Mont-Saint-Michel, better than any other spot in the world, keeps the architectural record of that ferment, much as the Sicilian temples keep the record of the similar outburst of Greek energy, art, poetry, and thought, fifteen hundred years before. Of the eleventh century, it is true, nothing but the church remains at the Mount, and, if studied further, the century has got to be sought elsewhere, which is not difficult, since it is preserved in any number of churches in every path of tourist travel. Normandy is full of it; Bayeux and Caen contain little else. At the Mount, the eleventh-century work was antiquated before it was finished. In the year 1112, Abbot Roger II was obliged to plan and construct a new group in such haste that it is said to have been finished in 1122. It extends from what we have supposed to be the old refectory to the parvis, and abuts on the three lost spans of the church, covering about one hundred and twenty feet. As usual there were three levels; a crypt or gallery beneath, known as the Aquilon; a cloister or promenoir above; and on the level of the church a dormitory, now lost. The group is one of the most interesting in France, another pons seclorum, an antechamber to the west portal of Chartres, which bears the same date (i 110-25). It is the famous period of Transition, the glory of the twelfth century, the object of our pilgrimage.

Art is a fairly large field where no one need jostle his neighbour, and no one need shut himself up in a corner; but, if one insists on taking a corner of preference, one might offer some excuse for choosing the Gothic Transition. The quiet, restrained strength of the Romanesque married to the graceful curves and vaulting imagination of the Gothic makes a union nearer the ideal than is often allowed in marriage. The French, in their best days, loved it with a constancy that has thrown a sort of aureole over their fickleness since. They never tired of its possibilities. Sometimes they put the pointed arch within the round, or above it; sometimes they put the round within the pointed. Sometimes a Roman arch covered a cluster of pointed windows, as though protecting and caressing its children; sometimes a huge pointed arch covered a great rose-window spreading across the whole front of an enormous cathedral, with an arcade of Romanesque windows beneath. The French architects felt no discord, and there was none. Even the pure Gothic was put side by side with the pure Roman. You will see no later Gothic than the choir of the Abbey Church above (1450-1521), unless it is the north fleche of Chartres Cathedral (1507-13); and if you will look down the nave, through the triumphal arches, into the pointed choir four hundred years more modern, you can judge whether there is any real discord. For those who feel the art, there is none; the strength and the grace join hands; the man and woman love each other still.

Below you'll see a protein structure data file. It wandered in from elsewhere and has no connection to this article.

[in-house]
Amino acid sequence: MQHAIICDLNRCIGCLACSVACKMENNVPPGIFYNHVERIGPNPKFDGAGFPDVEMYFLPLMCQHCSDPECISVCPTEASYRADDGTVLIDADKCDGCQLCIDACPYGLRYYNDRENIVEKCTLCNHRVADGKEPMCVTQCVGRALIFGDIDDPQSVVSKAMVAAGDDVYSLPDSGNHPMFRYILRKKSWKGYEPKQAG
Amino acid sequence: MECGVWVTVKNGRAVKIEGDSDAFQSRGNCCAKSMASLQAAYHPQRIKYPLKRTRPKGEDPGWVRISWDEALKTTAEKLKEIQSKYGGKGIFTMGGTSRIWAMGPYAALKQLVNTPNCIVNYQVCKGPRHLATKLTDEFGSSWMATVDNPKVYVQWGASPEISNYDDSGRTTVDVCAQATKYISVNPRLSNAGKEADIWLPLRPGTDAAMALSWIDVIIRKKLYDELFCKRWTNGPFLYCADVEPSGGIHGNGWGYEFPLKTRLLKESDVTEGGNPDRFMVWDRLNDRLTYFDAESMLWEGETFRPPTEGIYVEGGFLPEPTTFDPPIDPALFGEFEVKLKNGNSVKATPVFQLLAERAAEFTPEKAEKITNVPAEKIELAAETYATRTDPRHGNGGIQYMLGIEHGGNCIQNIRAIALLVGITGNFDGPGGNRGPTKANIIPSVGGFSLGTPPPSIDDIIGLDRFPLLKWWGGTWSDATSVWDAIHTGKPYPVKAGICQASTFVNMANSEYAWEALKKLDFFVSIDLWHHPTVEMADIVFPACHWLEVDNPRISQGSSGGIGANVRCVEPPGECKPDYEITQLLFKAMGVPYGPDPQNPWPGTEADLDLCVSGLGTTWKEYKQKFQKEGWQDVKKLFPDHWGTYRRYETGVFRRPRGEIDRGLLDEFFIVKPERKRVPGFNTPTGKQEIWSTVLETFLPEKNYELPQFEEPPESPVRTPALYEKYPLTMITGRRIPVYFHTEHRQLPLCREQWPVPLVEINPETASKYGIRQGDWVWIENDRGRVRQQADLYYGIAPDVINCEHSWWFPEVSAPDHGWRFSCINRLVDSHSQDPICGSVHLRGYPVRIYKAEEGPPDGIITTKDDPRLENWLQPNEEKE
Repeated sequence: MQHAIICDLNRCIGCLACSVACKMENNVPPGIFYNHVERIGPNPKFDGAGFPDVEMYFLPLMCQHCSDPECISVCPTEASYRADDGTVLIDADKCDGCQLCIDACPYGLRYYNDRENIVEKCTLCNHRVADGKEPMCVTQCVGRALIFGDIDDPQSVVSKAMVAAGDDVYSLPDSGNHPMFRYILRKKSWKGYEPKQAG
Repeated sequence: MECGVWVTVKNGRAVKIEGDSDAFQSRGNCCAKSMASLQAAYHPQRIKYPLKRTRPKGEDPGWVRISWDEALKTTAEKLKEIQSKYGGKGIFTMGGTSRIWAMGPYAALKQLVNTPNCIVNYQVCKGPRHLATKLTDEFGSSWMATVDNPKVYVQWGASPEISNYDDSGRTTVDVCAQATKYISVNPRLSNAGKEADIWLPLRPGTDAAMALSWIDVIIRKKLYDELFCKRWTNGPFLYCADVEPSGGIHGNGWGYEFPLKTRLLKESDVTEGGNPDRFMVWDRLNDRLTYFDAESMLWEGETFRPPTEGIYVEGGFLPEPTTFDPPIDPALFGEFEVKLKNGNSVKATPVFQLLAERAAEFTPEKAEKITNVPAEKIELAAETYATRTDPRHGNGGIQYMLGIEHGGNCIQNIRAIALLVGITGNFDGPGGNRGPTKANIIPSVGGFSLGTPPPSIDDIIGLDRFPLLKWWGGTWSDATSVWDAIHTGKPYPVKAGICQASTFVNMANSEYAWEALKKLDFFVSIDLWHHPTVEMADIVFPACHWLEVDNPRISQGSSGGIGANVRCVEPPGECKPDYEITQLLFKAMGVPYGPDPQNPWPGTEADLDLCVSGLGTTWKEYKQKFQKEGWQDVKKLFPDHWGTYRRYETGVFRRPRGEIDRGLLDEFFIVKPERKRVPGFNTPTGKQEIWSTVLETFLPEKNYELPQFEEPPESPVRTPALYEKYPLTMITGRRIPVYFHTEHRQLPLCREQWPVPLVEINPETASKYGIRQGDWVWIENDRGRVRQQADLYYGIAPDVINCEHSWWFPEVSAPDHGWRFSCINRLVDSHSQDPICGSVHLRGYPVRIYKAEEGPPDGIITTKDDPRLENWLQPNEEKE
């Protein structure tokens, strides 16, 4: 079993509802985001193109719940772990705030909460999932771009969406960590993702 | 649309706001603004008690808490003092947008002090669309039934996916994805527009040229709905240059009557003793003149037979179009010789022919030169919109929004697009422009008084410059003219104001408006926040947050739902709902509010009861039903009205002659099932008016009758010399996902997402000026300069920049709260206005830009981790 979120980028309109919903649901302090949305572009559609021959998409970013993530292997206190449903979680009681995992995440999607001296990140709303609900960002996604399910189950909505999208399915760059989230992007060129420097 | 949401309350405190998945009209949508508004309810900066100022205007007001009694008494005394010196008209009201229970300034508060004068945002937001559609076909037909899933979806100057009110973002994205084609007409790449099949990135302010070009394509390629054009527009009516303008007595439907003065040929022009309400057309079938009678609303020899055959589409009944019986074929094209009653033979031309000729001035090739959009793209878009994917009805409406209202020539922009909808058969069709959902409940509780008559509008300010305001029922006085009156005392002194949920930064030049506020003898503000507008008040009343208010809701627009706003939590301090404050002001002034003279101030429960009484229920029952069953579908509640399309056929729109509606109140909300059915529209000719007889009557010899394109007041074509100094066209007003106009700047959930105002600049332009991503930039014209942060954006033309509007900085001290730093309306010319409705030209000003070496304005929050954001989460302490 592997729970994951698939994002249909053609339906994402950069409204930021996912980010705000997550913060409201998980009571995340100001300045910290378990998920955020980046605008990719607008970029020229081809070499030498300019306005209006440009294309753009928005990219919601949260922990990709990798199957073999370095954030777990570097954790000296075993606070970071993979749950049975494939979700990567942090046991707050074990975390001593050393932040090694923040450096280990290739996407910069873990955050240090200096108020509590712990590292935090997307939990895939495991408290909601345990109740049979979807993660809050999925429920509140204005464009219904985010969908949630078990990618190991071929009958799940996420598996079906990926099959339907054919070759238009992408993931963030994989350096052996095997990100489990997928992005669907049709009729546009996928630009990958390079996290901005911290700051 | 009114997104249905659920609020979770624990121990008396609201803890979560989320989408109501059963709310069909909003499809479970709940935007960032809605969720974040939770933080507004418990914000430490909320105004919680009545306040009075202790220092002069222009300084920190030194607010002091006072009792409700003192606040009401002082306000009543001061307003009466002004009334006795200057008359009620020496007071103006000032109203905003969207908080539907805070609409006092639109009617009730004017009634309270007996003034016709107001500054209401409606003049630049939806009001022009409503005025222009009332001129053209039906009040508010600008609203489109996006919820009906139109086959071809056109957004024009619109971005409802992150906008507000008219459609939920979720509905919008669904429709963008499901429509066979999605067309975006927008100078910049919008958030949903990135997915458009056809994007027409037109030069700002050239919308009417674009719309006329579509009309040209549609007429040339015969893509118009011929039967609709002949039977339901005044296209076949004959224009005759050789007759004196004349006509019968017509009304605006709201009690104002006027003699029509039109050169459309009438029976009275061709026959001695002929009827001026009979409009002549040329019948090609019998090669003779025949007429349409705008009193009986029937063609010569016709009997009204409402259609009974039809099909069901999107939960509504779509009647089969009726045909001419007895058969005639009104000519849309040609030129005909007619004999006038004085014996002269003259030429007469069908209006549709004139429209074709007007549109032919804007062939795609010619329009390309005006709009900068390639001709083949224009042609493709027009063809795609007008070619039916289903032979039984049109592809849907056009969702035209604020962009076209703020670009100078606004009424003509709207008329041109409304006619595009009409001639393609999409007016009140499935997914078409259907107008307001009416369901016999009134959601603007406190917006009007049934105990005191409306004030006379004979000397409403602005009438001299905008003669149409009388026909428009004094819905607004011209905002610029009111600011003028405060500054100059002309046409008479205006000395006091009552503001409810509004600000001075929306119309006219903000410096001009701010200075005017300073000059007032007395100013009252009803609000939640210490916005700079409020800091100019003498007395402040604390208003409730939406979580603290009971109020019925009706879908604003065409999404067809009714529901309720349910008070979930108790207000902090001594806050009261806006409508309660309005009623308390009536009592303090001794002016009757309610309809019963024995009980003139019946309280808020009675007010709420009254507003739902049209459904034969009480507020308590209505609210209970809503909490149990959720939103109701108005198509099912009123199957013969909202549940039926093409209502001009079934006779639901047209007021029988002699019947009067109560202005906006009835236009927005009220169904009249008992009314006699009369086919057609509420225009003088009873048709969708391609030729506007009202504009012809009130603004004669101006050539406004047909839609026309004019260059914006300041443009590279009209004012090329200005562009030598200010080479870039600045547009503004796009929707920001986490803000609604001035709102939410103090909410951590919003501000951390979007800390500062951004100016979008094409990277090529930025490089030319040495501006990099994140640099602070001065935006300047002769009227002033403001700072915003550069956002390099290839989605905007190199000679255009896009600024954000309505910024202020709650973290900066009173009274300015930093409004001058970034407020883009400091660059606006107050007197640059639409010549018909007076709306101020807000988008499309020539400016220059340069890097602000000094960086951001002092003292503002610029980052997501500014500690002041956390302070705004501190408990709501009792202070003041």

The difference of sex is not imaginary. In 1058, when the triumphal columns were building, and Taillefer sang to William the Bastard and Harold the Saxon, Roland still prayed his "mea culpa" to God the Father and gave not a thought to Alda his betrothed. In the twelfth century Saint Bernard recited "Ave Stella Marts" in an ecstasy of miracle before the image of the Virgin, and the armies of France in battle cried, "Notre-Dame-Saint-Denis-Montjoie." What the Roman could not express flowered into the Gothic; what the masculine mind could not idealize in the warrior, it idealized in the woman; no architecture that ever grew on earth, except the Gothic, gave this effect of flinging its passion against the sky.